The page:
Nanomedicine, Volume I: Basic Capabilities

© 1999 Robert A. Freitas Jr. All Rights Reserved.

Robert A. Freitas Jr., Nanomedicine, Volume I: Basic Capabilities, Landes Bioscience, Georgetown, TX, 1999 Nucleoplasm and Chromatin

The nucleoplasm is the semifluid matrix in the interior of the nucleus. It contains some condensed but mostly extended chromatin (called heterochromatin and euchromatin, respectively), as well as a structural nuclear matrix of nonchromatin (mostly protein) material (Section The chromatin represents chromosomes as they exist between cell divisions. Chromosomes assume a highly condensed (compact) state as the cell prepares to divide, but after mitosis most of the chromosomes relax into a highly extended state. The nucleus of the human cell contains 46 chromosomes of varying lengths, in 23 pairs. Each of these in turn are composed principally of a single deoxyribonucleic acid (DNA) molecule. The DNA contains the genes of the cell, and all ~100,000 genes are represented, though not expressed, in each nucleated cell. The nucleosol, or fluid component of the nucleoplasm, contains salts, nutrients, and other needed biochemicals. A number of different granules are also present.938

During interphase (e.g., between cell divisions), individual chromosomes occupy compact, discrete territories within the nucleus that may range up to 4 microns in diameter (Fig. 8.47).2464-2467,3410-3417 The structure and location of these territories is specific for both cell type and mitotic stage,3412,3413 and may be arranged in the same spatial order as is found in the wheel-shaped ring aggregate known as the chromosome rosette at the time of mitotic prometaphase.1060 It has been proposed that active genes are preferentially localized to the periphery of the chromosome territories; RNA templates would be preferentially produced at the surfaces of these territories and then shed into interchromosomal domain channels for further processing and transport.1529 Others have argued against this.3414 But knowledge of any such spatial orderings, which was woefully incomplete in 1998, might permit intranuclear nanorobots to approximate their position inside the nucleus once the locations of three or more specific chomosomes have been definitively established. The diameter of a territory Dterritory ~ Dnucleus (cchromosome / cgenome)1/3 ~ 3 microns, where cchromosome is chromosome size and cgenome is genome size, both measured in base pairs, and Dnucleus is the diameter of the nucleus.2464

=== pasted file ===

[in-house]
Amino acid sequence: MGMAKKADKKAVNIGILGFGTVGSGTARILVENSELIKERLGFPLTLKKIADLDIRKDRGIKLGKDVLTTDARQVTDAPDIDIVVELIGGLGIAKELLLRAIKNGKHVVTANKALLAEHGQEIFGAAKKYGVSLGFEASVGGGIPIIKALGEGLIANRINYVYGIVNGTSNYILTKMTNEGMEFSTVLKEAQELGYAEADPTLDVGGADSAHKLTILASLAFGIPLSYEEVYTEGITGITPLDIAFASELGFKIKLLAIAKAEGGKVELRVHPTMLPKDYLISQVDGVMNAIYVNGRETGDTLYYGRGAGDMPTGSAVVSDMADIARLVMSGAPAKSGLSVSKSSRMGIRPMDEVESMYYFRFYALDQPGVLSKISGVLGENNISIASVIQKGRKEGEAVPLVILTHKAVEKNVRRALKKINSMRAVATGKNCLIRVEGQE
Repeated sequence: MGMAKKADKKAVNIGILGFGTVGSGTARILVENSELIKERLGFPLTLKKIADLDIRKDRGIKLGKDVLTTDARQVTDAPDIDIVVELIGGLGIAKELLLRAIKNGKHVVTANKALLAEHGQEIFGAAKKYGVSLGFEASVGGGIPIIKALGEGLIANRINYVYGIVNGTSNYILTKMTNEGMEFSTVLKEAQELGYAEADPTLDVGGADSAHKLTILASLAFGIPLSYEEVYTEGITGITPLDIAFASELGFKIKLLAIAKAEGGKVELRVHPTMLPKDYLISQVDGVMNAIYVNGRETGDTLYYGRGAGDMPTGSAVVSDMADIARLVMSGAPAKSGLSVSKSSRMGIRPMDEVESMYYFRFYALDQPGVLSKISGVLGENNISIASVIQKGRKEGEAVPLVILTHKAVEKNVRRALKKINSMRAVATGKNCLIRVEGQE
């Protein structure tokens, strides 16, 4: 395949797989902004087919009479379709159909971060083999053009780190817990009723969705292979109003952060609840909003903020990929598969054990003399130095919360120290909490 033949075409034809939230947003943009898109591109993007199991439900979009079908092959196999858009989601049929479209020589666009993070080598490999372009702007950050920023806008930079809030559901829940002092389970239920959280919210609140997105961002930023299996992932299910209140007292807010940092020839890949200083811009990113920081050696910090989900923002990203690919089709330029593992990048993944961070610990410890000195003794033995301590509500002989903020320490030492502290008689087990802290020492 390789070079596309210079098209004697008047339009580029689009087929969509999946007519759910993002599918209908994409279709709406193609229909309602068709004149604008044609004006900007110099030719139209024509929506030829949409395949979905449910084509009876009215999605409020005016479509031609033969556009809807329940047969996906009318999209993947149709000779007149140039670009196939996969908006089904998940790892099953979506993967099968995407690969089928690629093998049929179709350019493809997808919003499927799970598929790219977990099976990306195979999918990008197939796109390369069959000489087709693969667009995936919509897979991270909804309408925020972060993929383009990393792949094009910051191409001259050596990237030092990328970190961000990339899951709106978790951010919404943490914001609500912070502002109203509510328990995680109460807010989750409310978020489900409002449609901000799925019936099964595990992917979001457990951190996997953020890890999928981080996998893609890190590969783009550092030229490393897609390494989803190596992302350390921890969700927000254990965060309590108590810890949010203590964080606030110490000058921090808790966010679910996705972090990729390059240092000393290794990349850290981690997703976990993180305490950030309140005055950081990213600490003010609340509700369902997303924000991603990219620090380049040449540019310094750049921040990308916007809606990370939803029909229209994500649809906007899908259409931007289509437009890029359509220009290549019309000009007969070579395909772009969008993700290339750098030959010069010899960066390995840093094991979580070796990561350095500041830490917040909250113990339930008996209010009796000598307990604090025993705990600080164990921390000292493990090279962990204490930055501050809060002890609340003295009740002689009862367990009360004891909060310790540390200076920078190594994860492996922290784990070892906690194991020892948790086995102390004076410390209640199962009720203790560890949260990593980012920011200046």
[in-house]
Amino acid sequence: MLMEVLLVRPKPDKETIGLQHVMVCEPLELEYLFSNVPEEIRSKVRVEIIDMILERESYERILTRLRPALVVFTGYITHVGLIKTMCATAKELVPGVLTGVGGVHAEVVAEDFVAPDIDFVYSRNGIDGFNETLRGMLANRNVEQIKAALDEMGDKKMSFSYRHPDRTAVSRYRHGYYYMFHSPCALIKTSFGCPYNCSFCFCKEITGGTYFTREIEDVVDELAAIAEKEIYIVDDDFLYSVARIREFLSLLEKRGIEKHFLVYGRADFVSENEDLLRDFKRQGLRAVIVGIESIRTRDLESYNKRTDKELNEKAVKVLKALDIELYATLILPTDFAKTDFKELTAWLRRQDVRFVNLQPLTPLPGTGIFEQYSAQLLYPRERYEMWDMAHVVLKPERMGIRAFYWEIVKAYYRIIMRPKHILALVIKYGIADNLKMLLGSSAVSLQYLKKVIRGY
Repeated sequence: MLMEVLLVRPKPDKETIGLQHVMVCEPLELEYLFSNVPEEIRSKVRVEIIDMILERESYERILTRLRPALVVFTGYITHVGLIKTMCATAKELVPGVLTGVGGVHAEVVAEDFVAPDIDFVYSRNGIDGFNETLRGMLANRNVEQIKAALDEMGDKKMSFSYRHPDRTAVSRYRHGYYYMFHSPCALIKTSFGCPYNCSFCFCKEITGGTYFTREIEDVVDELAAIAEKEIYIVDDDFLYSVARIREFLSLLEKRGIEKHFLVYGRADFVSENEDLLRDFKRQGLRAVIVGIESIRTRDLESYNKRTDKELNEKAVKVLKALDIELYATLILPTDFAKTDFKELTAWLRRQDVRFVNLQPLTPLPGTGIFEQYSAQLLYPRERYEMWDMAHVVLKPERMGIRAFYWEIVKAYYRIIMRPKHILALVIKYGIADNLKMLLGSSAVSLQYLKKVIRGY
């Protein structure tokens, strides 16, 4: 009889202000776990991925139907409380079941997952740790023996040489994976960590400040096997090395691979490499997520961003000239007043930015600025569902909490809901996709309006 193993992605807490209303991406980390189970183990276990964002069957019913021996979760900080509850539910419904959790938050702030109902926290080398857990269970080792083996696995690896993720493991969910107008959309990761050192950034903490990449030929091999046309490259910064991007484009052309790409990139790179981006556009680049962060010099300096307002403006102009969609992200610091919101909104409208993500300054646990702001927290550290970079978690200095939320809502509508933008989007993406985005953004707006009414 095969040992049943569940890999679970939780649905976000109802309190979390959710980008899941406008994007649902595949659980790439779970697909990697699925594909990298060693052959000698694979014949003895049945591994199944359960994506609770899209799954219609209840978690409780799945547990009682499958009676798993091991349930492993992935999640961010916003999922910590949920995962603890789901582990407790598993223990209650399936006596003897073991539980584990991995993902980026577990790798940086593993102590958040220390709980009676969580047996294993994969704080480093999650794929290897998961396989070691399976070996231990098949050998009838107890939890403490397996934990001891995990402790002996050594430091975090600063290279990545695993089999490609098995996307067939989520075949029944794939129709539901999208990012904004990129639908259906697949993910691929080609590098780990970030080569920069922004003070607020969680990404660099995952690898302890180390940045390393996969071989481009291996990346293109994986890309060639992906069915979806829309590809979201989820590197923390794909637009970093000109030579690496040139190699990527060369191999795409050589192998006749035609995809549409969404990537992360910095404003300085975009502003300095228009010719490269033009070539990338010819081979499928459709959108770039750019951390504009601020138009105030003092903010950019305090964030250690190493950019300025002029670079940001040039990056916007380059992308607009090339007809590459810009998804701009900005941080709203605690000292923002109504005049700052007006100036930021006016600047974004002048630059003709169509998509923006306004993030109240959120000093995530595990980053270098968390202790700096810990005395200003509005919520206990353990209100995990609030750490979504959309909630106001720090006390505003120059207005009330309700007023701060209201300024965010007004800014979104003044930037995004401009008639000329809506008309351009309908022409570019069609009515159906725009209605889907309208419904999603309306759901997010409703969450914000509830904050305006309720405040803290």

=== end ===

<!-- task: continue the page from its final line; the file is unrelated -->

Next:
Note, however, that these territories are not rigid. Changes in the relative positions of chromosomal territories often occur at ~0.3-0.4 nm/sec, and intraterritorial movement and flexing of subchromosomal foci measuring 400-800 nm in diameter have also been observed.1529,3415 Both cytoplasm and nucleoplasm may contain numerous as yet undiscovered intricate substructures that could provide many new navigational aids. An important task for early nanomedicine-oriented research will be to fully explore and elucidate this fine structure, and to determine whether or not it is stable enough to be relied upon in any way for intracellular navigation.

In its most relaxed state, chromatin resembles a network of bumpy threads weaving their way through the nucleoplasm. Chromatin is composed of roughly equal amounts of negatively charged DNA (comprising the chromosomes) and globular histone proteins (basic proteins which carry a positive charge at the normal pH found in the cell).938 Nucleosomes, the fundamental units of chromatin, are spherical clusters of eight histone proteins, connected like beads on a string by a DNA molecule that winds around each of them. The average cell nucleus contains 25 million nucleosomes, also called histone octamers. Each nucleosome is encircled by 146 base pairs of DNA. Nucleosomes have a mass of 206,000 daltons. About half of nucleosome mass is protein and half is DNA. Each human chromosome contains DNA with an average contour length of ~75 mm. (See Chapter 20 for more details.)


Last updated on 20 February 2003